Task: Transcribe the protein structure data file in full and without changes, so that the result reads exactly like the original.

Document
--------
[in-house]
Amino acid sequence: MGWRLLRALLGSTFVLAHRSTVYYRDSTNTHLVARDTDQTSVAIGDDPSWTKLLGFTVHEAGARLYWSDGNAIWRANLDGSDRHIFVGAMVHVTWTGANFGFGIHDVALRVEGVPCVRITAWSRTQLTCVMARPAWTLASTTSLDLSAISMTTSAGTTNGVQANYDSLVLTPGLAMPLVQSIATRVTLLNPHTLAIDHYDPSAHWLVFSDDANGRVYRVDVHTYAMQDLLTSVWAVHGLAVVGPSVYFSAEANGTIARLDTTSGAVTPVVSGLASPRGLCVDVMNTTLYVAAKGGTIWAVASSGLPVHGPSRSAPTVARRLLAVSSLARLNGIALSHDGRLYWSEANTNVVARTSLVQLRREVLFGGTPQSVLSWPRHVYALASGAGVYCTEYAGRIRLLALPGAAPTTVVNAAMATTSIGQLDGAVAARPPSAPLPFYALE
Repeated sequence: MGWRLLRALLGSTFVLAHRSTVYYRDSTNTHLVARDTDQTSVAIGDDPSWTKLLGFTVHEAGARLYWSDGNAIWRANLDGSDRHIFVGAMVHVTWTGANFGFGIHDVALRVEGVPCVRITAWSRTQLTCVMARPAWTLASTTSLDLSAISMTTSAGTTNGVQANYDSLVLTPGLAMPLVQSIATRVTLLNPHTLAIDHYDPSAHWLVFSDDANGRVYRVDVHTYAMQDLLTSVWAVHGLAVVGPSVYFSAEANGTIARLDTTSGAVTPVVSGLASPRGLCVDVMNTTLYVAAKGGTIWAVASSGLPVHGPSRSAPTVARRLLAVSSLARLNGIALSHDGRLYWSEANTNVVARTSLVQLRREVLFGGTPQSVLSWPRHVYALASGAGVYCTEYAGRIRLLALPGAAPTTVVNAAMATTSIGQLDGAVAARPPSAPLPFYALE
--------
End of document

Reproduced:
[in-house]
Amino acid sequence: MGWRLLRALLGSTFVLAHRSTVYYRDSTNTHLVARDTDQTSVAIGDDPSWTKLLGFTVHEAGARLYWSDGNAIWRANLDGSDRHIFVGAMVHVTWTGANFGFGIHDVALRVEGVPCVRITAWSRTQLTCVMARPAWTLASTTSLDLSAISMTTSAGTTNGVQANYDSLVLTPGLAMPLVQSIATRVTLLNPHTLAIDHYDPSAHWLVFSDDANGRVYRVDVHTYAMQDLLTSVWAVHGLAVVGPSVYFSAEANGTIARLDTTSGAVTPVVSGLASPRGLCVDVMNTTLYVAAKGGTIWAVASSGLPVHGPSRSAPTVARRLLAVSSLARLNGIALSHDGRLYWSEANTNVVARTSLVQLRREVLFGGTPQSVLSWPRHVYALASGAGVYCTEYAGRIRLLALPGAAPTTVVNAAMATTSIGQLDGAVAARPPSAPLPFYALE
Repeated sequence: MGWRLLRALLGSTFVLAHRSTVYYRDSTNTHLVARDTDQTSVAIGDDPSWTKLLGFTVHEAGARLYWSDGNAIWRANLDGSDRHIFVGAMVHVTWTGANFGFGIHDVALRVEGVPCVRITAWSRTQLTCVMARPAWTLASTTSLDLSAISMTTSAGTTNGVQANYDSLVLTPGLAMPLVQSIATRVTLLNPHTLAIDHYDPSAHWLVFSDDANGRVYRVDVHTYAMQDLLTSVWAVHGLAVVGPSVYFSAEANGTIARLDTTSGAVTPVVSGLASPRGLCVDVMNTTLYVAAKGGTIWAVASSGLPVHGPSRSAPTVARRLLAVSSLARLNGIALSHDGRLYWSEANTNVVARTSLVQLRREVLFGGTPQSVLSWPRHVYALASGAGVYCTEYAGRIRLLALPGAAPTTVVNAAMATTSIGQLDGAVAARPPSAPLPFYALE